California is cracking down on big flat-screen televisions because of energy usage. But has the super-size TV set become an object of vulgarity?
Not so long ago, the television used to sit in the corner of the room, often shut away in a cabinet and only let out for limited periods of time. Everyone would huddle around to watch, often jostling for the best view.
Nowadays it's big and bold, often dominating the room and commanding everyone's attention. Everyone can see it and all eyes are usually on it.
Much has been written about the energy-guzzling nature of the bigger flat-screen TVs, but there is no doubt these sell at a furious rate.
Flat-screen TVs broadly come in two varieties - LCD and plasma. The first is smaller but getting bigger all the time, while the second already goes up to an almost cinematic 100in-plus.
Sales of both have been rising and continue to do so despite the recession. In the first three months of this year, 2,462,700 flat-screen televisions were sold in the UK, according to figures from GfK Retail and Technology. This is 17.5% up on the same period last year and with prices falling, sales are expected to remain strong.
It's not only environmentalists who view the sales figures with despair. Designers think the super-size trend has gone too far.
Jo Hamilton, an interior designer and tutor, says on an aesthetic level our attitude to television sets has changed - and not for the better.
"Clients used to want TVs put in pieces of furniture so they could be hidden away - now many build their whole room around them," she says.
"People seem to have accepted TVs are a big part of their lives. They are always one of the first discussion points when it comes to a room design. It's sad really."
It's not unusual for a home to have a 50in set these days, which creates space issues as the average size of a UK living room has stayed roughly the same.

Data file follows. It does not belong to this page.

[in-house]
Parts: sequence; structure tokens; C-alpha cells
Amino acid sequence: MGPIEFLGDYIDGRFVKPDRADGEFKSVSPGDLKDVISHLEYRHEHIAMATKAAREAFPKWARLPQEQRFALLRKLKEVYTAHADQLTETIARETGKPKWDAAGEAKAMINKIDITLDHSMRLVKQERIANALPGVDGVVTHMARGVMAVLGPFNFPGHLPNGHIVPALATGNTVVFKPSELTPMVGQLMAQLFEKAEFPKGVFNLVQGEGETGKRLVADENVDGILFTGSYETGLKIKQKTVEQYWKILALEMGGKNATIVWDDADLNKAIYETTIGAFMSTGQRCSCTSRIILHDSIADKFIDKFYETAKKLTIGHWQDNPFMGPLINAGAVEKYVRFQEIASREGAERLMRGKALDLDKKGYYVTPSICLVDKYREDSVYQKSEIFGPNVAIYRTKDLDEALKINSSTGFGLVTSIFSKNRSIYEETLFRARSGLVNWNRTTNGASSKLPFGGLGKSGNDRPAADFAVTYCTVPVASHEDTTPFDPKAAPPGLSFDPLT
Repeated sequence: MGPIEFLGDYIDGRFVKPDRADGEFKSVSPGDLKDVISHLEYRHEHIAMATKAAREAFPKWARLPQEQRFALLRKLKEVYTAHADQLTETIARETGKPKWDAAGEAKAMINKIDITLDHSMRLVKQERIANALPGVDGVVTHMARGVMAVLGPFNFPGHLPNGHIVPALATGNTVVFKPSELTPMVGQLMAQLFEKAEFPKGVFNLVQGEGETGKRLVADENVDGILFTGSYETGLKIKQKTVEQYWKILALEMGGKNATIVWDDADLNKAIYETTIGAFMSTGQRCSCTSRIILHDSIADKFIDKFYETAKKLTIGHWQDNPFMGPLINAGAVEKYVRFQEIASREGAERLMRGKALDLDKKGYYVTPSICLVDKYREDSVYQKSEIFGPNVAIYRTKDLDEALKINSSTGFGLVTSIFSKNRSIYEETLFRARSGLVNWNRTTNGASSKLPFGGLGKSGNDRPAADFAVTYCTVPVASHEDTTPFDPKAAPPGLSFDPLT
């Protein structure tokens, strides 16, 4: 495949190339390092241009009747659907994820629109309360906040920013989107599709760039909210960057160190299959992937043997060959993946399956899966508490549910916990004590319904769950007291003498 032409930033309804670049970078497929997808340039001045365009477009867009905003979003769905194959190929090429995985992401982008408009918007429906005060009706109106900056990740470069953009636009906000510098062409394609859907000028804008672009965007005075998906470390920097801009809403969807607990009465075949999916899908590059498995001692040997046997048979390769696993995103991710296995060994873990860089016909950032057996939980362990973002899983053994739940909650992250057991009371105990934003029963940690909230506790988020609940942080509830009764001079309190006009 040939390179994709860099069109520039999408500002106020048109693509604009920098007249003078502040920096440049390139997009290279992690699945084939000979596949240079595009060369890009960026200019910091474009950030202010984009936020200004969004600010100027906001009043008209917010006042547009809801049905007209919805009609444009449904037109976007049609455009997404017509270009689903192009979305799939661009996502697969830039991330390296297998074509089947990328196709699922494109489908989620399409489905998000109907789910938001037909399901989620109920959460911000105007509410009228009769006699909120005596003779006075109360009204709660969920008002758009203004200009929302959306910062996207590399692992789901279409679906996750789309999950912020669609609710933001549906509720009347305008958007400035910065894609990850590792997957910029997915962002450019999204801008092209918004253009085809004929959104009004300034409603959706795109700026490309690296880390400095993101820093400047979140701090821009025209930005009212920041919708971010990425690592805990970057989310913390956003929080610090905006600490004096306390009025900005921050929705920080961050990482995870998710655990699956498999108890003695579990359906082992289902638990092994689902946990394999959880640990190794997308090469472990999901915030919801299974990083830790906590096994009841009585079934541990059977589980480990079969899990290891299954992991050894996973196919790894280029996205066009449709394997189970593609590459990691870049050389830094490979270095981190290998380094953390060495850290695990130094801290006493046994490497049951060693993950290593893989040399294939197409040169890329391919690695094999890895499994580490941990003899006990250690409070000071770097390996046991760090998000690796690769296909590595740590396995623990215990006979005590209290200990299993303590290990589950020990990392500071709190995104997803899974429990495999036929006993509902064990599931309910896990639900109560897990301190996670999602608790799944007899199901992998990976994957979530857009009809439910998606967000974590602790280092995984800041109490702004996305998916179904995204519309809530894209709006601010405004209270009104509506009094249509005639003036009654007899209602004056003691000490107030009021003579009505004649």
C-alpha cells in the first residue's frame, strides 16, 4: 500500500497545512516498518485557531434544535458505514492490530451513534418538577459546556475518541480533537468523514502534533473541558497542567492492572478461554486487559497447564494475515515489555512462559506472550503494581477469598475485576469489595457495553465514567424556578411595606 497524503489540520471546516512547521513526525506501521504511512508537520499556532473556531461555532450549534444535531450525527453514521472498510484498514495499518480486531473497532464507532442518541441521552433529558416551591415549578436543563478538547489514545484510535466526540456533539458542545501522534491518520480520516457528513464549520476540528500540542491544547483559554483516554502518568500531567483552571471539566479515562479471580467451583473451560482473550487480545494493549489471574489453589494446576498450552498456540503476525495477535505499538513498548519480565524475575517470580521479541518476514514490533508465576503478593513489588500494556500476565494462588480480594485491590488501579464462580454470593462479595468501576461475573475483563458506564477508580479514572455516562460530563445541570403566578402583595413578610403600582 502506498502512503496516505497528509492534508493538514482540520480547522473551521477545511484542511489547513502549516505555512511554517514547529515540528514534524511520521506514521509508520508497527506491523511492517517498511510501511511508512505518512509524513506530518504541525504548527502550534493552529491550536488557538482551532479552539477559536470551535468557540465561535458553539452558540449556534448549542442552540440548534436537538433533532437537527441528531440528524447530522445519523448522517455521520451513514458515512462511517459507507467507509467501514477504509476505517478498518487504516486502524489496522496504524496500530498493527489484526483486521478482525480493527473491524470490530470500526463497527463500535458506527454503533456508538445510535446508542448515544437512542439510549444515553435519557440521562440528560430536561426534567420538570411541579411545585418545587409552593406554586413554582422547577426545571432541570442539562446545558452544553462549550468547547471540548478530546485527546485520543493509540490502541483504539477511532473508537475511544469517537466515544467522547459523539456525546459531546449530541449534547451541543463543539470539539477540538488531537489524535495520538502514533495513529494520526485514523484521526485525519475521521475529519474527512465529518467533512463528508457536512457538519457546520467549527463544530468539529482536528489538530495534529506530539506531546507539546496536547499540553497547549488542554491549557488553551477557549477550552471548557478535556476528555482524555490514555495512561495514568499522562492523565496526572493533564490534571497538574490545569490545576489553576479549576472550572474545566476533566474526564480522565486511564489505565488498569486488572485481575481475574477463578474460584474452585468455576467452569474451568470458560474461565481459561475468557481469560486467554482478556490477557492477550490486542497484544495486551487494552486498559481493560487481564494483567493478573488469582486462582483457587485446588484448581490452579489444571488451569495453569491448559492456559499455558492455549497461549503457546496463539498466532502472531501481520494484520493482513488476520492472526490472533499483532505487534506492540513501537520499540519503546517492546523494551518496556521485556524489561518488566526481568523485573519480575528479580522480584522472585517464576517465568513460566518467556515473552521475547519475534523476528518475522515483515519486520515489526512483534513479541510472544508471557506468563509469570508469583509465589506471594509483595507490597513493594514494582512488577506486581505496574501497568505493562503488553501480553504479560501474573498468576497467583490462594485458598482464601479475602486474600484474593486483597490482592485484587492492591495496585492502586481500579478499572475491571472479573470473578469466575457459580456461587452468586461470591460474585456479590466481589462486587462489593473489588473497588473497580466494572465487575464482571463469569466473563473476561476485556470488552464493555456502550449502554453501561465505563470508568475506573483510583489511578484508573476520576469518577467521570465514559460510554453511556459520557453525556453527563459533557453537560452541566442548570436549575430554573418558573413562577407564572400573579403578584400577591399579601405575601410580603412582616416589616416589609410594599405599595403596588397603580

"It means people have had to put them on walls, which I'm really not a fan of," says Ms Hamilton.
"People like having the TV over the fireplace, but the chimney breast is usually protruding into the room already. If you put a big, dark thing on it then it will intrude into the room."
To resolve issues of size and space, those with the money often opt for large, retractable screens. These can be pulled down when needed and tidied away when not.
"It's like being in a cinema," Ms Hamilton adds.
The stock placement of the super-size screen above the fireplace doesn't work for Giles Kime, deputy editor of Homes and Gardens magazine.
"That can look faintly ridiculous and completely dominate a room. There is something a lot more discreet when they sit in a corner."
But he thinks manufacturers are making TVs a little more pleasing on the eye.
"Happily, television as bits of design are more aesthetically pleasing than ever before. People don't try and hide them away in the way they did 10-15 years ago."
His magazine recently published a feature on coping with a monster screen and recommended three tactics - a recessed bit of a wall, freestanding on a cabinet in the corner, and shut away as in days of yore.
He admits: "It is more problematic with traditional interiors."
But bigger screens are in demand because TVs have evolved into home entertainment centres, and aren't watched or used in the way they used to be, says Tom Dunmore, editor-in-chief at Stuff Magazine.
"You can now do gaming on televisions, watch movies and access the internet," he says. "These developments mean there is more demand for high performance, particularly high definition, and bigger screens."
So the dilemma of whether to have a big television - and where to put it - will remain.